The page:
I get such Pleasure from my Psikhelekedana. Now that’s a show stopper if ever there was one. Psikhelekedana is a carving tradition from southern Mozambique. Small multi-figured wood sculptures are carved and painted in bright colours. My particular Psikhelekedana entitled Lobolo is by Sam Balói.
Sam has had a very tough life. When he was 8 he was fascinated by the colourful carved tableaux which he saw in the local market. He wanted to try has hand. However when he cut his finger very badly, Dad stepped in and took away the sharp knife from his young son. Orphaned 3 years later, Sam recounts tearfully, in an interview with Leone Wagner of Times Live (29/08/17), how he had to leave school and start selling paraffin and salt to support himself and his sister. But he remained fascinated with carving everyday scenes and began to produce works to trade in the local market in return for bread and sardines.
Of course like many entrepreneurs and creatives, Egoli or Johannesburg offered the allure of a wider market for Sam. But things don’t come easy to an unknown artist without an outlet to market his work. In 2004 he came to Joburg for the first time with some pieces – but to no avail. The 2010 Soccer World Cup brought new opportunities when a curio shop owner agreed to sell his work. But that wound down after the World Cup and although life was never easy for Sam, things were now dire yet again. He didn’t give up and in 2017 he was one of the street sellers who offer their wares to patrons at restaurants in 4th Ave Parkhust.
Some believe in luck, I believe in timing: Balói’s first big break
Jenni Newman was having lunch in Parkhurst, saw Sam’s work and fell in love with it. So much so that she bought a Nativity scene. The power of Facebook (a positive one in this case) struck again. Newman posted pictures of her Balói Nativity scene on Facebook and there was an immediate response from far and wide of people wanting to know more about it. Resulting out of this interest Newman arranged for Balói to exhibit at the international Mayoral conference held at the Sandton Convention Centre in August 2018. Further pop-up exhibitions were held. And at last the prices he is commanding are more in line with the craftmanship, creativity and inventiveness of his work.
More on Psikhelekedana
The roots of the Psikhelekedanalie can be traced to the Ronga, an ethnic group living in what today are the Maputo and Gaza Provinces of Mozambique. As with all agrarian-turned-urban cultures, the iconography of the sculptures has changed over time. Initially the tableaux included traditional household objects like masks, bowls and spoons or wild animals like crocodiles and snakes. With gradual urbanization signs of city living were introduced: cars, radios, urban dwellers and everyday market scenes.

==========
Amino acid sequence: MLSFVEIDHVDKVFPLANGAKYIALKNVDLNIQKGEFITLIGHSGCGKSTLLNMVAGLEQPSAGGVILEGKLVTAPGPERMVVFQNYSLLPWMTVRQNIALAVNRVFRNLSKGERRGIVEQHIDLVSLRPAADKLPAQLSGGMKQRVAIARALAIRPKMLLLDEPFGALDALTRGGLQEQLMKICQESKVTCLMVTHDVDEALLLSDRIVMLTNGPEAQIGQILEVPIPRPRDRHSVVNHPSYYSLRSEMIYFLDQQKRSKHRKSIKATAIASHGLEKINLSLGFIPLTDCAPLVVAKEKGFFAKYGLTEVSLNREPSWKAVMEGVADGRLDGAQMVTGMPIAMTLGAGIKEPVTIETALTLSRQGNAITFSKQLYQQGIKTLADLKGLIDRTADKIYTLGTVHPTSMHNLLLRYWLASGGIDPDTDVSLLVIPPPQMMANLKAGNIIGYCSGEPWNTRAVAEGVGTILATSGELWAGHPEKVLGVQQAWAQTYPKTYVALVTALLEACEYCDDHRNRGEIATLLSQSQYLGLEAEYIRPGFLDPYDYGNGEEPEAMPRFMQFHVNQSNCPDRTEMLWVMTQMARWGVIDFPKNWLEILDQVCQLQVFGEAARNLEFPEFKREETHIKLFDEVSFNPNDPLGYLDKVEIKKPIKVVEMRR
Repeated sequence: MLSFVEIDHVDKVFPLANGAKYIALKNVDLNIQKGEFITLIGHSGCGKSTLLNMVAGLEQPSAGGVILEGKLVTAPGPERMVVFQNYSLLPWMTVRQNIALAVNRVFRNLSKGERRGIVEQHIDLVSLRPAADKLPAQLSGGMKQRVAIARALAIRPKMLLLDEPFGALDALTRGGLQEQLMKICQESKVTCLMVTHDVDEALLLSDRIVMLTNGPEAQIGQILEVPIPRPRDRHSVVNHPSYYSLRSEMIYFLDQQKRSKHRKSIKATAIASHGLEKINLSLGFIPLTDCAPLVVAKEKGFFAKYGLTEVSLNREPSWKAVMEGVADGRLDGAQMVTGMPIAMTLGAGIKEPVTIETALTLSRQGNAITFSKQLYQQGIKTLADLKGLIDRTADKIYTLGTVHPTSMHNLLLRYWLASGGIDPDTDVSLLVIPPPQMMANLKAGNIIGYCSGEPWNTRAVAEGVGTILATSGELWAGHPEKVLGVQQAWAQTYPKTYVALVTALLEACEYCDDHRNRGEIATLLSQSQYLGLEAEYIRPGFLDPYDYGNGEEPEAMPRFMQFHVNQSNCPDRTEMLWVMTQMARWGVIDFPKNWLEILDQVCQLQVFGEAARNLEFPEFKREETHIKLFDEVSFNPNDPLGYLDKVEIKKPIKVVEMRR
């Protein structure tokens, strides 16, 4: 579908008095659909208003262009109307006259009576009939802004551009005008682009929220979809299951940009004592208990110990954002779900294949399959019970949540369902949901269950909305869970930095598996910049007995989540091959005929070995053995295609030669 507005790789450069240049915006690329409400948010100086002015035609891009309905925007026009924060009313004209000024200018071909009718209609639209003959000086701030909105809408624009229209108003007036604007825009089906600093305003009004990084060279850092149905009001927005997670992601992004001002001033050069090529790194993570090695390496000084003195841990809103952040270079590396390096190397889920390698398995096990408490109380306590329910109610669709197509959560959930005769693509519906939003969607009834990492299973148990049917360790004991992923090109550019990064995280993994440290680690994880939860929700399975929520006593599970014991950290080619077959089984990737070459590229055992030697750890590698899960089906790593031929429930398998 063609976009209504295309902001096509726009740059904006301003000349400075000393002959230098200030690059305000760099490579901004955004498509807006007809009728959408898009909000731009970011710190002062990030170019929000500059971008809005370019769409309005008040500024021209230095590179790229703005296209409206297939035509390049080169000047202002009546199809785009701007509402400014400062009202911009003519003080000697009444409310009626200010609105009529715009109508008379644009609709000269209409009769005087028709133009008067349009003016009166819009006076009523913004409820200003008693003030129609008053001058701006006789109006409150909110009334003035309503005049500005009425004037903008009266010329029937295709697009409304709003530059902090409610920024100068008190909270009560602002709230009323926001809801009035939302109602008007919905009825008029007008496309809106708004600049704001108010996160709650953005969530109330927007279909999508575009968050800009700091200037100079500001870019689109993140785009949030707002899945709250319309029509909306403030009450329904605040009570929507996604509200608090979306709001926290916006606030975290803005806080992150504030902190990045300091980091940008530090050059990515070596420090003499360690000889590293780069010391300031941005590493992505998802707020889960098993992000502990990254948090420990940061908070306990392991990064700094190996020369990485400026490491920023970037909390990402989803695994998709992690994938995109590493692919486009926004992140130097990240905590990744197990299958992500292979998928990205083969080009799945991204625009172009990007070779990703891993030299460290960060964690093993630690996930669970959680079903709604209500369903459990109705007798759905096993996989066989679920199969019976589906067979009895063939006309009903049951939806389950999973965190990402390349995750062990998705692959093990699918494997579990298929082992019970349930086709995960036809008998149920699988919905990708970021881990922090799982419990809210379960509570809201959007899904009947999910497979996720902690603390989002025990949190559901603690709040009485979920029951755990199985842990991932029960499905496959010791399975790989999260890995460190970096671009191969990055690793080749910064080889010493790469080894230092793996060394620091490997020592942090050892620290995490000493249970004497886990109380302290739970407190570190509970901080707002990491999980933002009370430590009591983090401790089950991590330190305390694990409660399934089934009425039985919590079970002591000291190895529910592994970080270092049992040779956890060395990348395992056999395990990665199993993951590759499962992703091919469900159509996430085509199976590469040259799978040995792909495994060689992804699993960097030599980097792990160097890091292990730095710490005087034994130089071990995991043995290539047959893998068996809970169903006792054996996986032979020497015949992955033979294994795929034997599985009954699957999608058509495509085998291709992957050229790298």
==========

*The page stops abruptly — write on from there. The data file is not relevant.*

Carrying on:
Gradually during the 1980s and increasingly after the end of the civil war in 1992, works reference Mozambican historical events (the 2000 floods and specifically the mother who gave birth in a tree) as well as the Southern African political context (meetings in Parliament: Debate and poverty and development in South Africa); issues of health care; the fight against AIDS ; the challenges of education (with outdoor classes under a tree); the refugee crisis.
Jenni Newman arranged for a pop-up exhibition at Foxwood House in November 2018. What a wonderful riot of colour and detail. Choices! Choices! I eventually settled for a charming work entitled Lobolo. Lobolo refers to the tradition found in most indigenous Southern African groups of paying bride wealth. Historically the bride price is measured and paid for in cattle, but it can also be paid for in cash or household items like blankets, kitchenware and other utilitarian items.
The process of Lobolo negotiations is complex and can often be quite drawn out. It traditionally involves extended families on both sides. Standard practice is that it is the men in the extended family who negotiate. In some cases women family members are present too, but they usually take very much a back seat. The bridegroom is never allowed to be part of the meetings. Often in the meetings a bottle of alcohol is produced (such as brandy or sorghum beer). This acts as a symbolic gesture of welcome from the host family. This is maybe what the wine flagon represents in Balói’s work.
Digital technology meets traditional practice
As an aside, it seems that the minimum acceptable lobola price is 10 cows. The bride’s family then determines what the value of one cow is. There is even an app called the “Lobola Calculator” which determines lobola worth plus gives averages of lobola in different South African provinces. For example, in Gauteng (in 2015) the average lobola was 12 cows or R82,500 (around $7,150). Rumour has it that Nelson Mandela paid 60 cows for his wife Graça Machel. A very special lobolo for a very special woman.